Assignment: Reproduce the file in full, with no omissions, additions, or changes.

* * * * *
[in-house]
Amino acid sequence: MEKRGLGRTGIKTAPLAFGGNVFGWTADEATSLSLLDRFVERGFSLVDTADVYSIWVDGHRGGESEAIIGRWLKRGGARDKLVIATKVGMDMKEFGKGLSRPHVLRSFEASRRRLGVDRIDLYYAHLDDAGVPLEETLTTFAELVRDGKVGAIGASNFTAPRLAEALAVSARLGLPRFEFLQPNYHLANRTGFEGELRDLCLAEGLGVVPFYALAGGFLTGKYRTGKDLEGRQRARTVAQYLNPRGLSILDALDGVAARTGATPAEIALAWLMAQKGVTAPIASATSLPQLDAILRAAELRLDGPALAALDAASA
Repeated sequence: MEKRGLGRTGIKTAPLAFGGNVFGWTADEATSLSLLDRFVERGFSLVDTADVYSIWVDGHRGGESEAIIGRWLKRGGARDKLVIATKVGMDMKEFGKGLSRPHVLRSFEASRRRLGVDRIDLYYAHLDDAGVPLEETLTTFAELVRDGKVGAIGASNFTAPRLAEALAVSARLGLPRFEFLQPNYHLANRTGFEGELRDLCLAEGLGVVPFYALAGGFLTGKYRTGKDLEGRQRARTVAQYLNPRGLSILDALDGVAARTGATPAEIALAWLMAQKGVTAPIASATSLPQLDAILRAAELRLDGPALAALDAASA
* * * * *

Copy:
[in-house]
Amino acid sequence: MEKRGLGRTGIKTAPLAFGGNVFGWTADEATSLSLLDRFVERGFSLVDTADVYSIWVDGHRGGESEAIIGRWLKRGGARDKLVIATKVGMDMKEFGKGLSRPHVLRSFEASRRRLGVDRIDLYYAHLDDAGVPLEETLTTFAELVRDGKVGAIGASNFTAPRLAEALAVSARLGLPRFEFLQPNYHLANRTGFEGELRDLCLAEGLGVVPFYALAGGFLTGKYRTGKDLEGRQRARTVAQYLNPRGLSILDALDGVAARTGATPAEIALAWLMAQKGVTAPIASATSLPQLDAILRAAELRLDGPALAALDAASA
Repeated sequence: MEKRGLGRTGIKTAPLAFGGNVFGWTADEATSLSLLDRFVERGFSLVDTADVYSIWVDGHRGGESEAIIGRWLKRGGARDKLVIATKVGMDMKEFGKGLSRPHVLRSFEASRRRLGVDRIDLYYAHLDDAGVPLEETLTTFAELVRDGKVGAIGASNFTAPRLAEALAVSARLGLPRFEFLQPNYHLANRTGFEGELRDLCLAEGLGVVPFYALAGGFLTGKYRTGKDLEGRQRARTVAQYLNPRGLSILDALDGVAARTGATPAEIALAWLMAQKGVTAPIASATSLPQLDAILRAAELRLDGPALAALDAASA